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As David Blunkett's memoirs are published, was his blindness a problem?Or just the collective insanity of all politicians. Andy Goff offers a few politically incorrect observations.

Earlier this month Mark Warner, a potentially strong candidate for the Democratic nomination for the US Presidency in 2008, dropped out of the game saying on his website “… I want to have a real life”

Professor Larry Sabato from the University of Virginia's Centre For Politics commented “The man's sane. It's the people who run who are insane”

I thought of this comment when reading snippets of David Blunkett's memoirs and heard him reading from them on the radio.

Blunkett comes across as a rather pathetic figure, misunderstood by those around him and a victim of errors and circumstances over which he had no control.

I must say, when he was installed as a cabinet member I thought it was a brave decision all round. Blunkett obvious showed fortitude and resilience by overcoming his blindness sufficiently to want to become an MP. His constituents who voted for him must have thought the same and made a landmark choice. Tony Blair made a similarly brave decision in giving him significant power. Great for all those concerned but wasn't it also blindingly obvious to all and sundry that his blindness would get in the way of the job.

This week he was complaining about having to make a big parliamentary speech in the early days of Labours grasp of power. He kept being sent last minute revisions from Blair, Brown and Campbell. Each revision involved reproduction in Braille format and then he had to scan it so that he could “read” it fluently. By the skin of his teeth, or rather the touch of his finger tips, he did it but sounded as if he had found the experience highly stressful - a situation that even the most gifted sighted person would empathise with.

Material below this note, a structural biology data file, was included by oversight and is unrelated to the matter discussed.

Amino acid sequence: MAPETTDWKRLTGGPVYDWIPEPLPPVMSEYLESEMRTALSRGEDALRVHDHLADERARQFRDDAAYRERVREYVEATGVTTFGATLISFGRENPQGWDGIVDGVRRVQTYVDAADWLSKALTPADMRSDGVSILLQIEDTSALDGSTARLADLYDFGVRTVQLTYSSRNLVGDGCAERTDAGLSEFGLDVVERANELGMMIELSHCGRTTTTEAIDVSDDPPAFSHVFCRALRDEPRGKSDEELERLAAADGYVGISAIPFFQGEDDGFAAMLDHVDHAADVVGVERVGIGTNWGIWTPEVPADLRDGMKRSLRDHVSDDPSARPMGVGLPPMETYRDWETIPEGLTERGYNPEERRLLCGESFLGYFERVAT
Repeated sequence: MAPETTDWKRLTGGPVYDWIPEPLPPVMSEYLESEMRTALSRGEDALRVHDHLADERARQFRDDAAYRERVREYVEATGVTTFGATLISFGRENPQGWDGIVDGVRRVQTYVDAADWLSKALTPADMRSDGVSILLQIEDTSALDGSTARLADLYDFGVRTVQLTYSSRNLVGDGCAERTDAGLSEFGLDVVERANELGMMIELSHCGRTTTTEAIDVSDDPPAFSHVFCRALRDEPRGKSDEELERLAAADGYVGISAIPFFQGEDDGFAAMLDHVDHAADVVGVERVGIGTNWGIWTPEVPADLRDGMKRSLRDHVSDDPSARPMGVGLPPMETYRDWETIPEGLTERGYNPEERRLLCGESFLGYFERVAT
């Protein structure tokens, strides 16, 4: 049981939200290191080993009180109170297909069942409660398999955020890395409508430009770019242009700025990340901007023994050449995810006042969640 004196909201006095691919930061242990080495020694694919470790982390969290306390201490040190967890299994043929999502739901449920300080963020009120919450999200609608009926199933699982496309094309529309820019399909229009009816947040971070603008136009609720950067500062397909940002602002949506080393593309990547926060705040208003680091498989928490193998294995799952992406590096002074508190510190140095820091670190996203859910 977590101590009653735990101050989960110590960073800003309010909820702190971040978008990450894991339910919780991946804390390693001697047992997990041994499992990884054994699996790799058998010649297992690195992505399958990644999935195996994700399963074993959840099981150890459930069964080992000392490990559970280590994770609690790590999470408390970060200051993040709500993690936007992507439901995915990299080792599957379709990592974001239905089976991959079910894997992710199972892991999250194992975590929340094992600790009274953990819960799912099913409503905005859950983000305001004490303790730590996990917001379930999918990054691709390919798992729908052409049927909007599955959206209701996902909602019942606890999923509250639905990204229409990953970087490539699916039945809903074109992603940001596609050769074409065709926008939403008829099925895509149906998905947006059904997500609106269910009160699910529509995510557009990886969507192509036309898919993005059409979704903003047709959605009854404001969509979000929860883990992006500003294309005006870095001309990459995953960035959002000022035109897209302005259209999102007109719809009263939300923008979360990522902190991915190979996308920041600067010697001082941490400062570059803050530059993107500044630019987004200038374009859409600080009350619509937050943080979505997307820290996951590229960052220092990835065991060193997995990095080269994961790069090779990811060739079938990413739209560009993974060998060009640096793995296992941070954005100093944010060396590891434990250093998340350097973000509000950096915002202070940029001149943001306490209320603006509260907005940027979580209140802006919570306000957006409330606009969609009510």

In his memoir he writes that he and John Prescott had a terrible row when the Deputy Prime Minister looked at him with “hatred and bitterness” How did he know this? One presumes someone told him and that is where the problem lies. A blind man in that situation is reliant on those around to him to act as his eyes. It reminds one of why Jack Straw was complaining about not being able to see people's faces behind a niqāb? He wants to see people's faces so he can make judgments from them.

Blunkett was always going to be out of control of the situation he was in. Recently we've learned that he was urging the use of the Army to machine-gun inmates at Lincoln Prison who rioted. Does this sound like the action of a sane man?

To wield power is one thing but to wield it blindly is quite another.

Of course in Blair's government no cabinet member ever really wielded power as it was all centralised with Blair to keep control. Had Blunkett just kept his head down and his big mouth shut then there's a good chance he would still be doing some cabinet job. He couldn't do it then and he won't do it now - especially with a book to promote and history to re-write.

So are we, the electorate, destined to be governed by the insane that run for office rather than those capable but sane types that would be able to make the right choices.


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